2020 and 2021 have been notable years for the payments space to say the least. Can 2022 be a continuation? We think absolutely. While NFTs and the metaverse have dominated headlines seemingly out of nowhere, the payments space has been seeing accelerating innovation for years and is as resilient sector as we’ve ever seen. The fundamentals behind payments adoption are clear, and B2B payments in particular represents an attractive combination of large TAM + low penetration which we see as a recipe for continued investment and innovation for years to come. 2021 has taught us that making any sort of predictions in this environment is a fool’s errand, and so rather than do that, we would like to share our top ten trends of focus heading into the new year:
1. The Financialization of Everything: FinTech is starting to really hit its stride. We don’t think of FinTech of a category or market such as we would when investing in hospitality software or PropTech. From 2008 to current day, FinTech was “new” and “disruptive” and it “stood alone.” These days, FinTech is now a key pillar of any software industry. In fact, software + FinTech is now threatening the very financial services firms where FinTech was originated. In any market where businesses are transacting with other businesses (B2B) or consumers and transacting with businesses (C2B), there is inherently an opportunity to embed financial services. The core financial services themselves (such as credit, processing payments, etc.) are not “new;” however, we would keep the following in mind: i) technology companies can typically do it better than banking and financial institutions (better UI, better UX, better marketing, better technology) — simply put, software will eat financial services by beating the incumbency at their own game, ii) “embedded everything” is allowing for nearly anyone to offer financial services without having to reinvent this wheel. This is powerful and allows software companies to rapidly gin up new business lines and start serving customers, fast, without a ton of cost/overhead involved.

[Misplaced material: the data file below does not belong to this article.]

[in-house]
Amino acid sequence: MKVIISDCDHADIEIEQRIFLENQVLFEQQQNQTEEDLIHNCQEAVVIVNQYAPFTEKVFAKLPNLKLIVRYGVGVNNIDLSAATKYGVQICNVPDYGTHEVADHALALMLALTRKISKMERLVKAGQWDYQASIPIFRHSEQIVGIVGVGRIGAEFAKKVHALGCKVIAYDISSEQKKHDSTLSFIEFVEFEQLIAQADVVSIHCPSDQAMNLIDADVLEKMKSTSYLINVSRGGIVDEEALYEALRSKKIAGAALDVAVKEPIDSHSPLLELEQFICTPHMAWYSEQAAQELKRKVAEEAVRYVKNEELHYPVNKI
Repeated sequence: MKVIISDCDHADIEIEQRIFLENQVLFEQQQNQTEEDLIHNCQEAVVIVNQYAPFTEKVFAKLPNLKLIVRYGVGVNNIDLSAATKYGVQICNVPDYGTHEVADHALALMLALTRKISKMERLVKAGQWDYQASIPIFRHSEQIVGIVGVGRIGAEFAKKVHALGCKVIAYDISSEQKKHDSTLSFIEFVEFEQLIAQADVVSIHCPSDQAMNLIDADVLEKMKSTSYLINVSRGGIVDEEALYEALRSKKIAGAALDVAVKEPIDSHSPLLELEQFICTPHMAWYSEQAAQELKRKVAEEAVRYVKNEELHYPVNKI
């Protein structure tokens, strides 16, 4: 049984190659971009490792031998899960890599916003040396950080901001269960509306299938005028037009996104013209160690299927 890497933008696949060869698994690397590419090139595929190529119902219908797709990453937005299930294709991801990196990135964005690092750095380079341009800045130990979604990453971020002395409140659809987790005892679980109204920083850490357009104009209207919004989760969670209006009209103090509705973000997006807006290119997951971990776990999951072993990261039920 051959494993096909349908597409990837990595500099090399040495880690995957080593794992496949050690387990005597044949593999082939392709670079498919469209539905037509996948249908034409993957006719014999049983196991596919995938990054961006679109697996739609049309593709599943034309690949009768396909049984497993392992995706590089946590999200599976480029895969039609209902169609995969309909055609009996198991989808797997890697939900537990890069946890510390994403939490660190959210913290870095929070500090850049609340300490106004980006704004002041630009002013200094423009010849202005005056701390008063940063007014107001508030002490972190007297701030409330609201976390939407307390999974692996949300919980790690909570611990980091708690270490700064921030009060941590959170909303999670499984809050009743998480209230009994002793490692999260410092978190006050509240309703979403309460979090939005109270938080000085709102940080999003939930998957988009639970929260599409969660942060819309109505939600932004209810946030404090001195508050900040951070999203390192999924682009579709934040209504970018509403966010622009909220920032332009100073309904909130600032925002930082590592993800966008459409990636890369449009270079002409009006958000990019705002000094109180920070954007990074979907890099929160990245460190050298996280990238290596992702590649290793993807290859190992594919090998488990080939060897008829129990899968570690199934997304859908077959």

2. Payments Experience: similar to what Amazon has done in E-Commerce, we are seeing the same dynamics play out with respect to the customer experience (across both C2B and B2B). Jef Bezos was obsessed with creating the best possible customer experience for his customers while attempting to greatly reducing the cost to shop on Amazon. In payments, we have dozens upon dozens of smart minds working towards instant, seamless payments. There is still a long way to go but we are on our way with technologies such as RTP and with lots of investment and attention being drawn to blockchain. Putting aside the rails, the businesses that touch customers now much offer world class payments experiences through simple workflows, sharp UI/UX and 100% accuracy/dependability. This extends to enterprises working with suppliers as well.
3. Crypto Infrastructure: we are bullish on blockchain’s presence and impact on payments. Several layer one blockchains (Ethereum, Solana, Polkadot, etc.) are vying for faster and faster speeds at lower and lower costs. We can now transfer value across the globe securely, in milliseconds and with low costs; yet we are still paying the card networks 3% on a cup of coffee? Surely, as the world’s best engineers, VCs and operators flock to work on blockchain projects — we will propel society to a place where payments leveraging blockchain is commonplace. If you believe this, then you will surely agree that the biggest roadblocks are regulation, compliance and infrastructure. The ginormous ecosystem of consumers, businesses and financial institutions lack the tools and technologies to handle blockchain-based transactions in a comfortable way, not to mention governments, regulators and banks need to gain comfort for this to work at scale. We see tremendous opportunities for scaleups to bridge these existing constituents onto the blockchain.
4. Verticalization of Payments: the payments space has clearly seen an explosion of tech innovation, infrastructure, and embedded financial services. While we are still extremely early by any measure, it’s unlikely that we will see dozens of startups reach the status of Stripe, PayPal or Bill.com. However, we see ample opportunity to build vertically focused payments platforms. Some factors to consider: i) each vertical will have it’s own industry nuances which must be catered to in the payments workflows, ii) payments technologies can be embedded with other helpful functionality for the end user, iii) product, product roadmap, customer support, customer success can all be purpose built for the vertical specific ICP and thus superior to horizontal offerings, iv) given the massive size the payments space, niche software markets can now be meaningfully larger when you are offering software + payments. Lastly, and related to the first trend cited above — LTV:CAC can be drastically improved if the same acquisition cost is used to garner software revenue AND any revenue generated from payments.